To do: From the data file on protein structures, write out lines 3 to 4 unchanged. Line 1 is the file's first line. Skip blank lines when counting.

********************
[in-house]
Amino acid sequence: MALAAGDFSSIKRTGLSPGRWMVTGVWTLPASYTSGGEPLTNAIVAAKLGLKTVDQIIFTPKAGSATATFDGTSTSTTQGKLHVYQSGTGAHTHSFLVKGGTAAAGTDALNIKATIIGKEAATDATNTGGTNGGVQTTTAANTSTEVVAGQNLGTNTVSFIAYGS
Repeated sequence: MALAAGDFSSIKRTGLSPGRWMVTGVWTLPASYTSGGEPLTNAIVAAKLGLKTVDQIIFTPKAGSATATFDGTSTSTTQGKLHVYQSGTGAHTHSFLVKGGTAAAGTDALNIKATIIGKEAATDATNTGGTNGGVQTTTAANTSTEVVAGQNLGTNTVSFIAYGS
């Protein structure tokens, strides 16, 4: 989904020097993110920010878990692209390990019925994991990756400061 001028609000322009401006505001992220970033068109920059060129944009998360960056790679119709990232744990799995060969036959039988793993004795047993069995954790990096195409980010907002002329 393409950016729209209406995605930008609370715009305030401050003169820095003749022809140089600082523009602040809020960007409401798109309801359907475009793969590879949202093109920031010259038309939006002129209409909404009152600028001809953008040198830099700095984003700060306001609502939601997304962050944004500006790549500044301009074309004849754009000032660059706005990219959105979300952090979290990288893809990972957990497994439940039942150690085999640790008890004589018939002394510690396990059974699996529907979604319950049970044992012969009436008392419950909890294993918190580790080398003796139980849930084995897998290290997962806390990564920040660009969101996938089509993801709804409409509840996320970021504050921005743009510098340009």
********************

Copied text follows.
Repeated sequence: MALAAGDFSSIKRTGLSPGRWMVTGVWTLPASYTSGGEPLTNAIVAAKLGLKTVDQIIFTPKAGSATATFDGTSTSTTQGKLHVYQSGTGAHTHSFLVKGGTAAAGTDALNIKATIIGKEAATDATNTGGTNGGVQTTTAANTSTEVVAGQNLGTNTVSFIAYGS
């Protein structure tokens, strides 16, 4: 989904020097993110920010878990692209390990019925994991990756400061 001028609000322009401006505001992220970033068109920059060129944009998360960056790679119709990232744990799995060969036959039988793993004795047993069995954790990096195409980010907002002329 393409950016729209209406995605930008609370715009305030401050003169820095003749022809140089600082523009602040809020960007409401798109309801359907475009793969590879949202093109920031010259038309939006002129209409909404009152600028001809953008040198830099700095984003700060306001609502939601997304962050944004500006790549500044301009074309004849754009000032660059706005990219959105979300952090979290990288893809990972957990497994439940039942150690085999640790008890004589018939002394510690396990059974699996529907979604319950049970044992012969009436008392419950909890294993918190580790080398003796139980849930084995897998290290997962806390990564920040660009969101996938089509993801709804409409509840996320970021504050921005743009510098340009």